So what’s happening? Am I being caught up in the great digital distraction by things such as blogs, or is it those pernicious shooter games giving me that immediate short-term reward? There’s just so much, well, content and it’s so readily available, and there’s always something better – more useful – just a click away. This is one of the reasons i avoid twitter (for which the twitterverse can be grateful) or spend much time on any social media.
It’s reported that distraction can become even more of a problem with the natural ageing process. Maybe in part due to that incipient sense of time running out. I hear it being discussed increasingly: Are computers and smart devices ruining our ability to concentrate? In my case, I’ve never had the greatest attention span but have noticed it is getting worse.
Ironically, the number of self/published novels is increasing exponentially, while my generation or younger have (on average, in the UK) a lower ability to read and write than the over fifties. There’s an argument there about changes in forms of communication. Anyway, the education debate is for another blog/ger. So if you’re publishing today without an agent, a traditional publisher or a considerable number of followers, or a successful back-catalogue, it’s going to be tough to get noticed. Not that the pre-digital method (which depended on people seeing your book in a store and taking the time to consider it) was ever ideal. So does this mean the conventional form of the novel has to change to accommodate the digital environment? I hope not. I hope it can always remain in a pure form although only in content; I’m not one to fetishize the dead tree medium.
I’ll stop now, ’cause you’ll be wanting to check that new message. But thanks for giving this your attention.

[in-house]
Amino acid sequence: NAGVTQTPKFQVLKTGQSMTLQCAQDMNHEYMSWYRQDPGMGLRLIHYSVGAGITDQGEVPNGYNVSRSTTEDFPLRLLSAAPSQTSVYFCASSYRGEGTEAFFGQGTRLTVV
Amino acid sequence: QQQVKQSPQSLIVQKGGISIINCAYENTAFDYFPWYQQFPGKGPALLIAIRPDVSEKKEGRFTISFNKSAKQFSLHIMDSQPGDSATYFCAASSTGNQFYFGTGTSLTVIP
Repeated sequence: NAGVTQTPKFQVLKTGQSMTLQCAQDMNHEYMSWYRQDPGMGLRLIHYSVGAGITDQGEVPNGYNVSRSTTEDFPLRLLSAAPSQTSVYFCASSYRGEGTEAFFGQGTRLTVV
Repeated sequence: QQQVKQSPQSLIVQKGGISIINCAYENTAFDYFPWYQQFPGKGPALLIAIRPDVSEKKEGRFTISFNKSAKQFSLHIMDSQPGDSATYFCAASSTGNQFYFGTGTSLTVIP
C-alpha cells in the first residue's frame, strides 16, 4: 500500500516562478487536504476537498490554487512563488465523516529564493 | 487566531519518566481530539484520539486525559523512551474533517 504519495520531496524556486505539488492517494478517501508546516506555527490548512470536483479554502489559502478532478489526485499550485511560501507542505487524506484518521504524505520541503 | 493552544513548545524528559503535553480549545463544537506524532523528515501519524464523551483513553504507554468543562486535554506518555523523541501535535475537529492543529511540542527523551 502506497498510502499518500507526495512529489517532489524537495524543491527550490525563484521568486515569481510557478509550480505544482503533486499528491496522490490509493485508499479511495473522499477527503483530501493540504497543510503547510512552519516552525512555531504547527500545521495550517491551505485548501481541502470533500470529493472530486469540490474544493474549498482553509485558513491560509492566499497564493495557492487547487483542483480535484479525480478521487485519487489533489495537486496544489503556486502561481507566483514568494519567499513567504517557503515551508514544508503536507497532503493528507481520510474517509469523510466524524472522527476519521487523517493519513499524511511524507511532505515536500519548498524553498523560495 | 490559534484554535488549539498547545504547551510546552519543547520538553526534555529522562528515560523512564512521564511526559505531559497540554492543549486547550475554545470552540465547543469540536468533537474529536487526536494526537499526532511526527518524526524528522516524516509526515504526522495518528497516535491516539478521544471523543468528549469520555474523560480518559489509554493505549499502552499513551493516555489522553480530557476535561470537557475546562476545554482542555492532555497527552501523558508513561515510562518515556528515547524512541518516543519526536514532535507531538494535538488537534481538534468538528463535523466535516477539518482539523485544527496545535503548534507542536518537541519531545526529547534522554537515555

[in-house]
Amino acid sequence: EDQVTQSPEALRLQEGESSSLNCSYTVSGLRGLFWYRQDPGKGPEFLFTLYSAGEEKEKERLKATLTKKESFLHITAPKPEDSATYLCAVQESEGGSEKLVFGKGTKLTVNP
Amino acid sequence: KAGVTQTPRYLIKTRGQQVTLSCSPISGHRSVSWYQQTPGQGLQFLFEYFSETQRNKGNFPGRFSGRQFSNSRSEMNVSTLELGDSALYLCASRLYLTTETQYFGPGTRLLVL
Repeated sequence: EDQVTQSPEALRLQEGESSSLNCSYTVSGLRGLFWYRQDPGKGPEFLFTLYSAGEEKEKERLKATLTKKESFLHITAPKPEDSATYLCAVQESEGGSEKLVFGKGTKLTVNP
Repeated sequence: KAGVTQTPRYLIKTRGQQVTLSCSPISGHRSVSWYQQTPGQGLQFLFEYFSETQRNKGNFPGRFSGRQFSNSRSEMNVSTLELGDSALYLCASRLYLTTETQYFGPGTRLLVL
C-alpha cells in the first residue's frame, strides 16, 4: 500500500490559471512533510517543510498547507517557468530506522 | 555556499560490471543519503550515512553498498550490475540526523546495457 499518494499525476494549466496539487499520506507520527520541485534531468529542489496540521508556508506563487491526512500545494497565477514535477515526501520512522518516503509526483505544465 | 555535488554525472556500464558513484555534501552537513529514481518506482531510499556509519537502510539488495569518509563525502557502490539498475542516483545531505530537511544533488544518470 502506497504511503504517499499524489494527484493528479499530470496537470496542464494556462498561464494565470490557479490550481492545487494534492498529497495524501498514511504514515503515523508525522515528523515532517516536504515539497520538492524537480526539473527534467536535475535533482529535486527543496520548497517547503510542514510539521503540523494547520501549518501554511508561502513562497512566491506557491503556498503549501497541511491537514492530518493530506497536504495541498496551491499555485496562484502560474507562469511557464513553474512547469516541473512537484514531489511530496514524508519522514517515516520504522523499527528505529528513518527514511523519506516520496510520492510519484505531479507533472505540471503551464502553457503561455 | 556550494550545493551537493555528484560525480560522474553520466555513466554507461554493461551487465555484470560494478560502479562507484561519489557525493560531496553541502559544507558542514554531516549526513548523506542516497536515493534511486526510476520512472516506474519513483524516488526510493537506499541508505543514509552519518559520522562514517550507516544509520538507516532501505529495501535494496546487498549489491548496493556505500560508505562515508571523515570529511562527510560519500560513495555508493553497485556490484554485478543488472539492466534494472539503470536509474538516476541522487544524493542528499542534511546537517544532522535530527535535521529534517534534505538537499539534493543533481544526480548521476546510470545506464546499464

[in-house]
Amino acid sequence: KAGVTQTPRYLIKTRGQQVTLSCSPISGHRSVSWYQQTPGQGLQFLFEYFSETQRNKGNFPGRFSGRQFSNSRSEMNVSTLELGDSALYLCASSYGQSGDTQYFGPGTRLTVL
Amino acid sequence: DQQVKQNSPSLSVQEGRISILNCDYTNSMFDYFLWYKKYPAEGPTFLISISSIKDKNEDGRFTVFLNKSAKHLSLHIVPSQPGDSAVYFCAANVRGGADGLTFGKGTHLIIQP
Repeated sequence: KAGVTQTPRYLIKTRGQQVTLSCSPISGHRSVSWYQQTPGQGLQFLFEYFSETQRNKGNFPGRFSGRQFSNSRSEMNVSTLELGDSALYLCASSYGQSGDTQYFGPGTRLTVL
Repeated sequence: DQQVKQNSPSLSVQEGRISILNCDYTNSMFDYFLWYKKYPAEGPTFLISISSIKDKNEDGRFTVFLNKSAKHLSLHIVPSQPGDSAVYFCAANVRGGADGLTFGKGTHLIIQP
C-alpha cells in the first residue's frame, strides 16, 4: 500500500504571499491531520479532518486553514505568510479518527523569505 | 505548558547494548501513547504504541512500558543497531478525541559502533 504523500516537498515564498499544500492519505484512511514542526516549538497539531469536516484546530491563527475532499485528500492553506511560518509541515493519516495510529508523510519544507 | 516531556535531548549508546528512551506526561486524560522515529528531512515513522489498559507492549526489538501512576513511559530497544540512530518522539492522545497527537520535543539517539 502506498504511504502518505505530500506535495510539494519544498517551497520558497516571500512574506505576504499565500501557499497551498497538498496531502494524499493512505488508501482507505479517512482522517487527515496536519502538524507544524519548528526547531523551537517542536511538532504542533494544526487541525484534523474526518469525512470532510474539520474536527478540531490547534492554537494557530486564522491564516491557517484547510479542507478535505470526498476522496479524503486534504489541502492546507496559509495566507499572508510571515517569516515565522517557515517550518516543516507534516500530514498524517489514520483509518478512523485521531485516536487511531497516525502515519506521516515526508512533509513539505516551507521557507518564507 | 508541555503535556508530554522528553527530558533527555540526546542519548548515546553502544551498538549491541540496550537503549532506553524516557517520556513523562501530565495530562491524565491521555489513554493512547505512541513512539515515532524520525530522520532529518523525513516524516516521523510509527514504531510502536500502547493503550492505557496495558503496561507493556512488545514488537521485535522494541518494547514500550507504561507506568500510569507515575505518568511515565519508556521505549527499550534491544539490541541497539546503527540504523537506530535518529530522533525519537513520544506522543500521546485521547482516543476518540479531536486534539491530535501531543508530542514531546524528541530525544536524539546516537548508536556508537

Got a request from Amazon to write a review of NOD by Adrian Barnes. I read lots of book reviews but rarely write them; however this novel stood out for me.
~Imagine a world where most of the population was unable to sleep, and you were one of the few adults who could. This is the story of NOD.
Paul, an etymologist and misanthrope, charts the disintegration of society in Vancouver. He witnesses at close hand his wife deteriorate through a shared mysterious insomniac condition. Some of the descriptions are graphic to the point that made me want to skip over them. But I’m glad I didn’t. Through his protagonist Paul, Adrian Barnes shines a harsh light and focuses powerful lens on the subjects of his journal – and doesn’t turn away, even though the reader may want to at times.
This book is densely written in a way you would find in many literary novels rather than typical genre. And though at times can seem self-consciously wordy (with a number of obscure words, at least I had to mark a few out for definitions) and can seem overwritten, that’s the nature of the protagonist – the first person narrative where the author can be showy. But at its best the writing is superbly insightful, or at least has that verisimilitude. I don’t know exactly what would be the effects of sleep deprivation over more than a few days, but the descriptions of paranoia and insanity seem about right. However, it may not satisfy SF fans who are looking for scientific explanations.
In all this is a novel that forces you to pay attention. It may make you uncomfortable but is compelling enough that you’ll want to keep reading. If you like your fiction dark and dystopian then this is the book for you.
Though I gave it four stars above, I think 4.5 is more deserving.~